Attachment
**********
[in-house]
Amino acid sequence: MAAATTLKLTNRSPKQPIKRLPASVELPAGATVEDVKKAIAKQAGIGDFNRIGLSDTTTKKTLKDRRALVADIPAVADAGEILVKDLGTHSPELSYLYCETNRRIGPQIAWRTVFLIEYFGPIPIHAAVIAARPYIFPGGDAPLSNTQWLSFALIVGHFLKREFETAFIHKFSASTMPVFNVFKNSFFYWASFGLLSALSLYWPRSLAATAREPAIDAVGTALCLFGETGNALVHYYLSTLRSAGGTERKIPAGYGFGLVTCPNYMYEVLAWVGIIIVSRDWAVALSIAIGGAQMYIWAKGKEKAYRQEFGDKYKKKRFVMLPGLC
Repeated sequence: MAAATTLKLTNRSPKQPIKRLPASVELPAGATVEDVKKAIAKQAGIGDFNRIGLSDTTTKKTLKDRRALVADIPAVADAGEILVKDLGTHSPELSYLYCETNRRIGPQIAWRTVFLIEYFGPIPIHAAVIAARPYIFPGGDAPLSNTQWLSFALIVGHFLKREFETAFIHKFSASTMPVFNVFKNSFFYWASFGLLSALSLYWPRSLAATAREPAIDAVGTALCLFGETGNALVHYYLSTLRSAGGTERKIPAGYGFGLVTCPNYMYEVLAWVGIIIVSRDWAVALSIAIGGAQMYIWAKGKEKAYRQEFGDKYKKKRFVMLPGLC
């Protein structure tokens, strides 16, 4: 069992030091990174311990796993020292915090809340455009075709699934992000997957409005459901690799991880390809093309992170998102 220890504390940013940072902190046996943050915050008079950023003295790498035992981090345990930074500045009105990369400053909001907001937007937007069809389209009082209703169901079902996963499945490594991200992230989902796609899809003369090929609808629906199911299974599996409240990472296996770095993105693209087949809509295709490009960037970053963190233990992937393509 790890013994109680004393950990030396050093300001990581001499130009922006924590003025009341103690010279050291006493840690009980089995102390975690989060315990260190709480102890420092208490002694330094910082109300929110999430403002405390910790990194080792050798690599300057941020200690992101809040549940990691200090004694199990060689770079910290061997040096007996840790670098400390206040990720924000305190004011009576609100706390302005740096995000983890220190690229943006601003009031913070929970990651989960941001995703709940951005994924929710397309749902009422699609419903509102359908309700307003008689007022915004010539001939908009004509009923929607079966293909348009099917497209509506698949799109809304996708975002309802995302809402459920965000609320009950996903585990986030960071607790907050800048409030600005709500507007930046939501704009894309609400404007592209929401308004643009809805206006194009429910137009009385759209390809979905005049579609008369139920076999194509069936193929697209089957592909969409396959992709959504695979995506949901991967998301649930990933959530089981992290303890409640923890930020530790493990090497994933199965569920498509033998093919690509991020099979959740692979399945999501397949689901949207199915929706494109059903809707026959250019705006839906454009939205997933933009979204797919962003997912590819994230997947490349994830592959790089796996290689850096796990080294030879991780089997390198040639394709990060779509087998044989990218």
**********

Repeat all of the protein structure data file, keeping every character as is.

[in-house]
Amino acid sequence: MAAATTLKLTNRSPKQPIKRLPASVELPAGATVEDVKKAIAKQAGIGDFNRIGLSDTTTKKTLKDRRALVADIPAVADAGEILVKDLGTHSPELSYLYCETNRRIGPQIAWRTVFLIEYFGPIPIHAAVIAARPYIFPGGDAPLSNTQWLSFALIVGHFLKREFETAFIHKFSASTMPVFNVFKNSFFYWASFGLLSALSLYWPRSLAATAREPAIDAVGTALCLFGETGNALVHYYLSTLRSAGGTERKIPAGYGFGLVTCPNYMYEVLAWVGIIIVSRDWAVALSIAIGGAQMYIWAKGKEKAYRQEFGDKYKKKRFVMLPGLC
Repeated sequence: MAAATTLKLTNRSPKQPIKRLPASVELPAGATVEDVKKAIAKQAGIGDFNRIGLSDTTTKKTLKDRRALVADIPAVADAGEILVKDLGTHSPELSYLYCETNRRIGPQIAWRTVFLIEYFGPIPIHAAVIAARPYIFPGGDAPLSNTQWLSFALIVGHFLKREFETAFIHKFSASTMPVFNVFKNSFFYWASFGLLSALSLYWPRSLAATAREPAIDAVGTALCLFGETGNALVHYYLSTLRSAGGTERKIPAGYGFGLVTCPNYMYEVLAWVGIIIVSRDWAVALSIAIGGAQMYIWAKGKEKAYRQEFGDKYKKKRFVMLPGLC
């Protein structure tokens, strides 16, 4: 069992030091990174311990796993020292915090809340455009075709699934992000997957409005459901690799991880390809093309992170998102 220890504390940013940072902190046996943050915050008079950023003295790498035992981090345990930074500045009105990369400053909001907001937007937007069809389209009082209703169901079902996963499945490594991200992230989902796609899809003369090929609808629906199911299974599996409240990472296996770095993105693209087949809509295709490009960037970053963190233990992937393509 790890013994109680004393950990030396050093300001990581001499130009922006924590003025009341103690010279050291006493840690009980089995102390975690989060315990260190709480102890420092208490002694330094910082109300929110999430403002405390910790990194080792050798690599300057941020200690992101809040549940990691200090004694199990060689770079910290061997040096007996840790670098400390206040990720924000305190004011009576609100706390302005740096995000983890220190690229943006601003009031913070929970990651989960941001995703709940951005994924929710397309749902009422699609419903509102359908309700307003008689007022915004010539001939908009004509009923929607079966293909348009099917497209509506698949799109809304996708975002309802995302809402459920965000609320009950996903585990986030960071607790907050800048409030600005709500507007930046939501704009894309609400404007592209929401308004643009809805206006194009429910137009009385759209390809979905005049579609008369139920076999194509069936193929697209089957592909969409396959992709959504695979995506949901991967998301649930990933959530089981992290303890409640923890930020530790493990090497994933199965569920498509033998093919690509991020099979959740692979399945999501397949689901949207199915929706494109059903809707026959250019705006839906454009939205997933933009979204797919962003997912590819994230997947490349994830592959790089796996290689850096796990080294030879991780089997390198040639394709990060779509087998044989990218």